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In Praise of Aunt Carrie’s in Narragansett, Rhode Island

Aunt Carrie’s, a beloved seafood shack on the western shore of Rhode Island’s Narragansett Bay, has a long history of serving up heaping portions of fresh seafood and, more recently, wonderful baked goods such as breads, pies, and biscuits. But it’s probably best known as the birthplace of the clam cake—that deep-fried ball of dough chock-full of minced clams that’s become a classic Rhode Island treat.

Aunt Carrie’s Restaurant in Narragansett, Rhode Island

Aunt Carrie’s in Narragansett, Rhode Island, on a sunny summer day.

Mike Urban

In Praise of Aunt Carrie’s

Aunt Carrie’s offers two dining choices: a sit-down dining room with waitstaff, and an order-at-the-counter, dine-in-the rough experience. Enter through the screen doors, and you’ll find yourself face-to-face with spacious order and pickup windows staffed by friendly kids on summer break from school. A tempting menu hangs from the ceiling just behind the counter, and loaves of fresh-baked bread beckon from racks inside the kitchen. Order here for picnic table dining, or proceed to the door leading to the dining room, which wraps around the side and back of the building.

Aunt Carrie’s Restaurant in Narragansett, Rhode Island

The order and pickup counters.

Mike Urban

Aunt Carrie’s Restaurant in Narragansett, Rhode Island

The dining room.

Mike Urban

Regardless of where and how you choose to dine, it would be a sin not to order some Aunt Carrie’s clam cakes and chowder as either an appetizer or a meal. Made from a special dough mixture that’s flecked with chunks of clam and mixed with eggs and water, the cakes are fried in large vats of beef shortening to a golden crispiness.

Aunt Carrie’s Restaurant in Narragansett, Rhode Island

Dollops of clam cake batter cooking in the voluminous fryer.

Mike Urban

The end result? Perfectly fried cakes of clam and dough that are crunchy on the outside and soft and steaming on the inside. Aunt Carrie’s clam cakes come in orders of a dozen or half dozen; another option is to pair three cakes with a cup of chowder for a snack or light lunch.

Aunt Carrie’s Restaurant in Narragansett, Rhode Island

A trio of the famous Aunt Carrie’s clam cakes.

Mike Urban

Chowder at Aunt Carrie’s comes in three varieties. There’s the classic clear-broth Rhode Island style; a tomato-based red chowder; and the traditional milky-white version. All come loaded with fresh clams, perfectly cooked chunks of potato, and seasonings.

Aunt Carrie’s Restaurant in Narragansett, Rhode Island

From left to right: clear-broth, tomato-based, and traditional clam chowders.

Mike Urban

As with most New England seafood shacks, the lobster roll is one of the most popular menu items at Aunt Carrie’s. Here, it’s a cold roll featuring chilled lobster meat mixed with a bit of mayo atop a bed of lettuce. There’s also a warm version, with drawn butter on the side. Both are served on grilled and buttered top-split buns. (If you’re feeling adventurous, ask for your roll to be made with slices of fresh-baked sandwich bread.)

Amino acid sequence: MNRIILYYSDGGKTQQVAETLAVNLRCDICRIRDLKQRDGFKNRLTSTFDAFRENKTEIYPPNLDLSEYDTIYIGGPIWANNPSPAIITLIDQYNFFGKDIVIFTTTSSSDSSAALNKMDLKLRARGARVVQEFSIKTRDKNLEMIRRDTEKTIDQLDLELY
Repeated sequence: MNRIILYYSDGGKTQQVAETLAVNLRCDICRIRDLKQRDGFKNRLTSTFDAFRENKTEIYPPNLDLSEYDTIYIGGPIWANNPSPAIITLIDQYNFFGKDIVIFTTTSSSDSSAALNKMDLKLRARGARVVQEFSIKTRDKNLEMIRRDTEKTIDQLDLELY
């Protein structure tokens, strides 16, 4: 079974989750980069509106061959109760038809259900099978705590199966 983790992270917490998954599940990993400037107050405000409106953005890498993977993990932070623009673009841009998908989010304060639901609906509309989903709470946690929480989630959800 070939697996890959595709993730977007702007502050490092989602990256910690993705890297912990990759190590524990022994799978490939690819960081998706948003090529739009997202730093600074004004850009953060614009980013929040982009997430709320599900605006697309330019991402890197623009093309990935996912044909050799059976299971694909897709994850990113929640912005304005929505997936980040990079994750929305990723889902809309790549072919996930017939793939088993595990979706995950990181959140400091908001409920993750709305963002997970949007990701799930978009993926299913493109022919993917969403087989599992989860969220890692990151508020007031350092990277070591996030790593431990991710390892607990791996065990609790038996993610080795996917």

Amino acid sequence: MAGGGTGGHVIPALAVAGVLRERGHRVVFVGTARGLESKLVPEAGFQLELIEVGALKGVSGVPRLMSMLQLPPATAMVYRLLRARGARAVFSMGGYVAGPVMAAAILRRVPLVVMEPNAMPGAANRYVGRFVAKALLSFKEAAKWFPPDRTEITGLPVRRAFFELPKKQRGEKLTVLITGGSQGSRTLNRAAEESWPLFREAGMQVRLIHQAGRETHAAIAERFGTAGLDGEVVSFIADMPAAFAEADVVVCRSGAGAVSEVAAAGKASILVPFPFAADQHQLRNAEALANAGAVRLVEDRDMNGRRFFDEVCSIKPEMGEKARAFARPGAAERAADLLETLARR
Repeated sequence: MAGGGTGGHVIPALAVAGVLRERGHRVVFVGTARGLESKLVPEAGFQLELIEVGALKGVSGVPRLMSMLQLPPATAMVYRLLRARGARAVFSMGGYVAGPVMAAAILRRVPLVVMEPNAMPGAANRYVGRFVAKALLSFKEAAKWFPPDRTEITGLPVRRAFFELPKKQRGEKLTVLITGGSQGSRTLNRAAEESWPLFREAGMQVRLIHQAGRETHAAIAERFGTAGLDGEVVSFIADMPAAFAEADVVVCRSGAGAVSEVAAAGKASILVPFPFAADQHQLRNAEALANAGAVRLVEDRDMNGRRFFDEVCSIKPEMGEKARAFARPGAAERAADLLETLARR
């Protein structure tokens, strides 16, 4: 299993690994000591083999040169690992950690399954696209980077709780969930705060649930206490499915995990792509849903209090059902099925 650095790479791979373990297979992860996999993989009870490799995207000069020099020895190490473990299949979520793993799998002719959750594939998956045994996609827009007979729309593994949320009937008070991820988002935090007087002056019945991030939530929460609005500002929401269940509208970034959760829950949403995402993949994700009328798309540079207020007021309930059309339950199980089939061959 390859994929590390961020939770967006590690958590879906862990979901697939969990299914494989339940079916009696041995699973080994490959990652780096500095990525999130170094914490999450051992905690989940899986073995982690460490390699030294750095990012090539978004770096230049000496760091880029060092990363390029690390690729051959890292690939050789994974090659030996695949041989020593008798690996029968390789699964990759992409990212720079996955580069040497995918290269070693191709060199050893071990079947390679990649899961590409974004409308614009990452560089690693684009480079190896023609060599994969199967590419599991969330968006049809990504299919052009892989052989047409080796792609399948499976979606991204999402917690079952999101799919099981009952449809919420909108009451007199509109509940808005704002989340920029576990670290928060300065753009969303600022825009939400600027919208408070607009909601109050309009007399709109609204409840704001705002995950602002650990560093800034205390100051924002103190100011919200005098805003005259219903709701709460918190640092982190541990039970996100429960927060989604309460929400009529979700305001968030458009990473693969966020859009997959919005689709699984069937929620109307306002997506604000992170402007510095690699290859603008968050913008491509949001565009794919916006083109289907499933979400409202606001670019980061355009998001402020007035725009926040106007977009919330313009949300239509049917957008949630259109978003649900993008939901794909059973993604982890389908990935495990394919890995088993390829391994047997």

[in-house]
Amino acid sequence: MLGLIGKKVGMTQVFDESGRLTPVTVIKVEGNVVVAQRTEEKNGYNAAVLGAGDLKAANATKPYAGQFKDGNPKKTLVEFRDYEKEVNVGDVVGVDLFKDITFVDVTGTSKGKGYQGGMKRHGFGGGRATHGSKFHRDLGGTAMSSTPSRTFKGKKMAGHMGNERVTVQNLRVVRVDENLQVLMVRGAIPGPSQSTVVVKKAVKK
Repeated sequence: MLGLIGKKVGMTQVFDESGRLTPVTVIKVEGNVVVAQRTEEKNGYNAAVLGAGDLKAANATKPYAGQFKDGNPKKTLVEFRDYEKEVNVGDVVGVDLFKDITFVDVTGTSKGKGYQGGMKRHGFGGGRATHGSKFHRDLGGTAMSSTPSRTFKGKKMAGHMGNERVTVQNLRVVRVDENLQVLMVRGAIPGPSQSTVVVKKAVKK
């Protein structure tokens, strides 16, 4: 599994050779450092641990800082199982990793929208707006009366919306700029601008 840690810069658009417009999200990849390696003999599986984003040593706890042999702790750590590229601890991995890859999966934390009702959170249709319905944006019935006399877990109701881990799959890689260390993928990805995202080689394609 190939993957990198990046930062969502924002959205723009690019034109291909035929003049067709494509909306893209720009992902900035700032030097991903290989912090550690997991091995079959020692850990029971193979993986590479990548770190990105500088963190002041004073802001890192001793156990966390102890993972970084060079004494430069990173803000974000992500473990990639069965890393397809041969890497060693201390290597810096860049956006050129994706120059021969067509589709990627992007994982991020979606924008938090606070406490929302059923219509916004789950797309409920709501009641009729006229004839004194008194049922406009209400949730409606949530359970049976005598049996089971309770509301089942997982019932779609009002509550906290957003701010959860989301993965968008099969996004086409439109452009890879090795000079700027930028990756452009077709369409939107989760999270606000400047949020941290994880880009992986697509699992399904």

Aunt Carrie’s Restaurant in Narragansett, Rhode Island

Aunt Carrie’s cold lobster roll.

Mike Urban

The Rhode Island shore dinner is also very popular. It’s served in the dining room and includes chowder, clam cakes, steamers, fish and chips, a whole lobster, and homemade dessert. There are scaled-down versions of the shore dinner, too, each with plenty of options to make any diner happy.

Aunt Carrie’s Restaurant in Narragansett, Rhode Island

One version of the Rhode Island shore dinner.

Mike Urban

One of the best and most distinctive things about Aunt Carrie’s is its prodigious baking operation. Huge ovens turn out dozens of loaves of cinnamon-raisin bread and white bread each day, along with fresh pies, biscuits, and more. Meanwhile, the dessert menu features such standouts as apple pie, blueberry pie, strawberry shortcake, and homemade Indian pudding. All are made from scratch every day in Aunt Carrie’s kitchen.

Aunt Carrie’s Restaurant in Narragansett, Rhode Island

Indian pudding, a New England classic.

Mike Urban

Right across the street is Aunt Carrie’s Ice Cream and Gift Shoppe. Check it out for more than a dozen different homemade ice creams, plus sundaes such as the Little Rhody, the Dirty Fisherman, and the Block Island Sunrise. The gift shop is packed with locally crafted jewelry and souvenirs, many with a Rhode Island theme.

Aunt Carrie’s Restaurant in Narragansett, Rhode Island

Aunt Carrie’s Ice Cream and Gift Shoppe.

Mike Urban

Owner Elsie Cooper is a third-generation family member (Aunt Carrie was her late husband’s grandmother). Elsie’s two daughters, Laura and Amy, and Amy’s husband, Phillip, are also heavily involved in the daily operations.

Aunt Carrie’s Restaurant in Narragansett, Rhode Island

Elsie Cooper represents the third generation of family ownership at Aunt Carrie’s.

Mike Urban

Aunt Carrie’s celebrates its 100th anniversary in 2020 with no signs of slowing down. The future looks bright for this New England classic on the shores of Narragansett Bay!

Have you ever visited Aunt Carrie’s?

This post was first published in 2019 and has been updated. 

SEE MORE:
In Praise of Moody’s Diner in Waldoboro, Maine
Favorite Things to Do in Narragansett, RI
12 Best Lobster Shacks in New England

The post In Praise of Aunt Carrie’s in Narragansett, Rhode Island appeared first on New England Today.



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